As the OSL is perched right next to the St. Anthony Falls, we occasionally get a fair amount of spray blowing in.
When it is hot out, this is great. But when it’s cold and windy, it can become tiresome . This past Friday fit into the latter category–we spent the whole day trying to figure out if it was finally raining, or if it was just misting in a downwards direction. But that was okay, because we did a few cool things to make up for (or perhaps in spite of) the weather.
Firstly, we did our first survey. They have some awesome, expensive equipment at the lab for doing all sorts of things. We were instructed in the use of a Total Station, which is basically a hyper-accurate level/compass/protractor/distance-measurer. First, you have to take it out of its waterproof, impact-resistant fluorescent orange case and mount it on a tripod. Or, in our case, a large metal column that has been stuck in the ground for precisely this purpose (which is supposed to be easier to use than a tripod, which has more potential to move).
Once you’ve screwed the Total Station in, you need to level it. This is a pain in the ass. There are three different (for lack of a better word, or perhaps indeed just because I like making it confusing for you) “levels” of levelling. First, you have a simple bubble level, with a circle you want the bubble to reside in. This is when you’re still adjusting the legs of the tripod. Next, you move on to another bubble-level, this one being parallel to the ground. You need to go around and check that the bubble sits in the middle while the rotating Total Station is in each of the six vertices of a hexagon. Finally, you begin the most frustrating process of them all. There is an internal level that you must once more check in 6 rotated states of the Total Station. In order to make adjustments, one twiddles the EXTREMELY sensitive dials that control the elevation of each of the three supports of the Total Station (not on the tripod, but part of the machine itself, made for these such adjustments). Of course, whenever you get one of the six perfect, the other five are completely off. Or, perhaps even worse, all of them are perfectly leveled except for the last stubborn point.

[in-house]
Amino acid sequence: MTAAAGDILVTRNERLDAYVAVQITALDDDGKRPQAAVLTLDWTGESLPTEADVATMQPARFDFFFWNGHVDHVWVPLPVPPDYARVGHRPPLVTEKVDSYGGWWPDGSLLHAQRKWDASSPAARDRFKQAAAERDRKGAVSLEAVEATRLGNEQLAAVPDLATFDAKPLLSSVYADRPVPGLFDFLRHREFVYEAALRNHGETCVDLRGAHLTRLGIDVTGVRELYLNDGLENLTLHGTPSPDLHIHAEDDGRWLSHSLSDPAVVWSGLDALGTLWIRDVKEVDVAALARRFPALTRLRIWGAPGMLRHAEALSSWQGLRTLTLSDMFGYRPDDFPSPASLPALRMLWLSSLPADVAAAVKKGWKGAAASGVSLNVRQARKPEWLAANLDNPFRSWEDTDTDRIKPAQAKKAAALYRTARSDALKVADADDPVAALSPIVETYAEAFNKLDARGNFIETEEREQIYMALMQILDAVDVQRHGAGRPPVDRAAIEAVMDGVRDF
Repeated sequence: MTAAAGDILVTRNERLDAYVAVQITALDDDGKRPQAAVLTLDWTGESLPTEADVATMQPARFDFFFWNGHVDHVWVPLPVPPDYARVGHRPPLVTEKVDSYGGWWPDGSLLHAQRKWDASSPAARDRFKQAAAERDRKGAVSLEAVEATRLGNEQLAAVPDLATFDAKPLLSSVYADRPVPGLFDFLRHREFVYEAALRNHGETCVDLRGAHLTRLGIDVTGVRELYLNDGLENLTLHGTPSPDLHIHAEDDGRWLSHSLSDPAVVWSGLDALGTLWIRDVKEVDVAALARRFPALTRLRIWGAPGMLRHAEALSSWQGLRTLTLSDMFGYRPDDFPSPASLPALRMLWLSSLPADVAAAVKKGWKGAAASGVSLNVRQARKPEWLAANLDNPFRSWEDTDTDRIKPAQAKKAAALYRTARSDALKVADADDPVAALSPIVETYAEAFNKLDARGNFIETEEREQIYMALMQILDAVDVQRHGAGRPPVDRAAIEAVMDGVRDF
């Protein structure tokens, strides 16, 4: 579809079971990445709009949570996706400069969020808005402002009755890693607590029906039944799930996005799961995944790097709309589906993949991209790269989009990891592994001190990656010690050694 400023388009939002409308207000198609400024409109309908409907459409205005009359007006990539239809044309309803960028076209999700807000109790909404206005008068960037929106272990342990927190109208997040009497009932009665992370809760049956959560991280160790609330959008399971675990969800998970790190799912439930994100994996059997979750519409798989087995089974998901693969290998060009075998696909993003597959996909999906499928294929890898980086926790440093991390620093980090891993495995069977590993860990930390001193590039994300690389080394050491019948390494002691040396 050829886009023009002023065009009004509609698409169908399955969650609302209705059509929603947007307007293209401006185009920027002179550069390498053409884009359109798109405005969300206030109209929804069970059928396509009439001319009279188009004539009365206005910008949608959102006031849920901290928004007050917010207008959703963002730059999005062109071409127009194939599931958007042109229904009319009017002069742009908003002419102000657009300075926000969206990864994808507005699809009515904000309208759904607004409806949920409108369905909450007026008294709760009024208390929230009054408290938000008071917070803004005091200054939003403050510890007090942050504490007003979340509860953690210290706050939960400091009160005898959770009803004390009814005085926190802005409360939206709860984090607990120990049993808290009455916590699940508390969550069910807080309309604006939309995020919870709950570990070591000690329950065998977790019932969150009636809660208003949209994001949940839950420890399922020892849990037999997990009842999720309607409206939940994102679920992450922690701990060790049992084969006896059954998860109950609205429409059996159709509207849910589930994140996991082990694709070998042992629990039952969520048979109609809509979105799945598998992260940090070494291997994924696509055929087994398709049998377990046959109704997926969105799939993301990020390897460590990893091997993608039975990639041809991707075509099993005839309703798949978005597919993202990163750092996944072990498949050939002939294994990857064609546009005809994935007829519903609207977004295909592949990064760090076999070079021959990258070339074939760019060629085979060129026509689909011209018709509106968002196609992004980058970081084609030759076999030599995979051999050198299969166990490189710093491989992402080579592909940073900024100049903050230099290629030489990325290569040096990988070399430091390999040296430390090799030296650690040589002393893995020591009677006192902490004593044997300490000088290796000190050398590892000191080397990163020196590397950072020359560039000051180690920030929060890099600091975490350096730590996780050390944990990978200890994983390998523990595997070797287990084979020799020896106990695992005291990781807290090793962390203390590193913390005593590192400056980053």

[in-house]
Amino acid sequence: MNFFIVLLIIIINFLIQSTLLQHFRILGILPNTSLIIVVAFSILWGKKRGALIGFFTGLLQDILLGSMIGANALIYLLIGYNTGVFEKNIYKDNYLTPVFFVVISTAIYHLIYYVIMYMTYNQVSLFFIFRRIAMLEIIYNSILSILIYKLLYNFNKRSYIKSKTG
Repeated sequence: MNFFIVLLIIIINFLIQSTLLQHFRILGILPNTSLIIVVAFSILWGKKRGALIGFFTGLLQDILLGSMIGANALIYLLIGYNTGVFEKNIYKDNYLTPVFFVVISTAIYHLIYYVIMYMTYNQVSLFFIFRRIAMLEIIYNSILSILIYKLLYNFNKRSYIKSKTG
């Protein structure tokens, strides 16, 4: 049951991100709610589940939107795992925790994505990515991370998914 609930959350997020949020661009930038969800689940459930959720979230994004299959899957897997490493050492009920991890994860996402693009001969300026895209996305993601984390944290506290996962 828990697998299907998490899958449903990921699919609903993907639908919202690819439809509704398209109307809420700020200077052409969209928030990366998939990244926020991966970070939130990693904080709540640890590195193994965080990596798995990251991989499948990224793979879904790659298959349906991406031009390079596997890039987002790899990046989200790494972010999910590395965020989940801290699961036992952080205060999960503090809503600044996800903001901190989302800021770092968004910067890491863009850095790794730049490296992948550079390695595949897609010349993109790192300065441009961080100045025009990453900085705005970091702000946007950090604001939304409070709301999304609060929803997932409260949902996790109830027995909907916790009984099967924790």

Eventually once you get that more or less sorted out, you get to do the actual surveying. This involves wielding what resembles a magic staff–it even has a crystal attached to the top! Okay, so it’s not a “crystal”, it’s an incredibly expensive prism. But it still feels vaguely… wand-like. Then, you stand in the stream (or wherever you’re surveying) and do your absolute best to hold another small little bubble in the center of a tiny wee circle, all while your friend is manning the Total Station, shooting lasers at you (to bounce off the prism, and thus record a precise measurement of the exact position of the bottom of the wand).
Neat system. Also, the optics have INCREDIBLE magnification. Afterwards we pointed it at the Stonearch Bridge (probably 800m away) and could see kids on a field trip spitting off the bridge. Pretty awesome.